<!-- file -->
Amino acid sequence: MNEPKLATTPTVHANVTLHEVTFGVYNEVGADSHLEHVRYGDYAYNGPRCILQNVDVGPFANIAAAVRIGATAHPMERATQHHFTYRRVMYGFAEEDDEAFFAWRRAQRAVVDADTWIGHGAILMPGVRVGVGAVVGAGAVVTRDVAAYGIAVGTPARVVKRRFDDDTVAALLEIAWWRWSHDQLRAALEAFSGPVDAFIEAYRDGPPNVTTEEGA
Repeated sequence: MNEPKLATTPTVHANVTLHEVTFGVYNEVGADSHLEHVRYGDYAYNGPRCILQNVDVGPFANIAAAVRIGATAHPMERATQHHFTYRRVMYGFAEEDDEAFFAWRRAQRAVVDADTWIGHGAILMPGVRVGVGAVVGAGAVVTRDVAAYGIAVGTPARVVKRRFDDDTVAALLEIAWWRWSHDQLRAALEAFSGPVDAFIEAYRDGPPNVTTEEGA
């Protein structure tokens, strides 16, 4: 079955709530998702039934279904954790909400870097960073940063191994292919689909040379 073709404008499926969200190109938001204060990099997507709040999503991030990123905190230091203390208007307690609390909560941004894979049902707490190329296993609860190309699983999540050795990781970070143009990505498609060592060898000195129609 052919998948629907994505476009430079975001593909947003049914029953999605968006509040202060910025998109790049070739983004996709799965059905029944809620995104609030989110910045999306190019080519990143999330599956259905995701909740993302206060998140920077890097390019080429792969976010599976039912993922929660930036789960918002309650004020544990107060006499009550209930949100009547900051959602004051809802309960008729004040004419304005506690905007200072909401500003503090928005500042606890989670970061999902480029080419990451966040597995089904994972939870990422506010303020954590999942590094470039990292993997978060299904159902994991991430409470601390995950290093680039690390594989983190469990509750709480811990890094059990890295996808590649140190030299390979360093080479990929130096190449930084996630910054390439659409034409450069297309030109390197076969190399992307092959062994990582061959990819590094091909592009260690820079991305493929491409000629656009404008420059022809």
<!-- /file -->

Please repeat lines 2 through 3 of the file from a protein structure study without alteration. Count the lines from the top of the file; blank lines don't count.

Repeated sequence: MNEPKLATTPTVHANVTLHEVTFGVYNEVGADSHLEHVRYGDYAYNGPRCILQNVDVGPFANIAAAVRIGATAHPMERATQHHFTYRRVMYGFAEEDDEAFFAWRRAQRAVVDADTWIGHGAILMPGVRVGVGAVVGAGAVVTRDVAAYGIAVGTPARVVKRRFDDDTVAALLEIAWWRWSHDQLRAALEAFSGPVDAFIEAYRDGPPNVTTEEGA
């Protein structure tokens, strides 16, 4: 079955709530998702039934279904954790909400870097960073940063191994292919689909040379 073709404008499926969200190109938001204060990099997507709040999503991030990123905190230091203390208007307690609390909560941004894979049902707490190329296993609860190309699983999540050795990781970070143009990505498609060592060898000195129609 052919998948629907994505476009430079975001593909947003049914029953999605968006509040202060910025998109790049070739983004996709799965059905029944809620995104609030989110910045999306190019080519990143999330599956259905995701909740993302206060998140920077890097390019080429792969976010599976039912993922929660930036789960918002309650004020544990107060006499009550209930949100009547900051959602004051809802309960008729004040004419304005506690905007200072909401500003503090928005500042606890989670970061999902480029080419990451966040597995089904994972939870990422506010303020954590999942590094470039990292993997978060299904159902994991991430409470601390995950290093680039690390594989983190469990509750709480811990890094059990890295996808590649140190030299390979360093080479990929130096190449930084996630910054390439659409034409450069297309030109390197076969190399992307092959062994990582061959990819590094091909592009260690820079991305493929491409000629656009404008420059022809």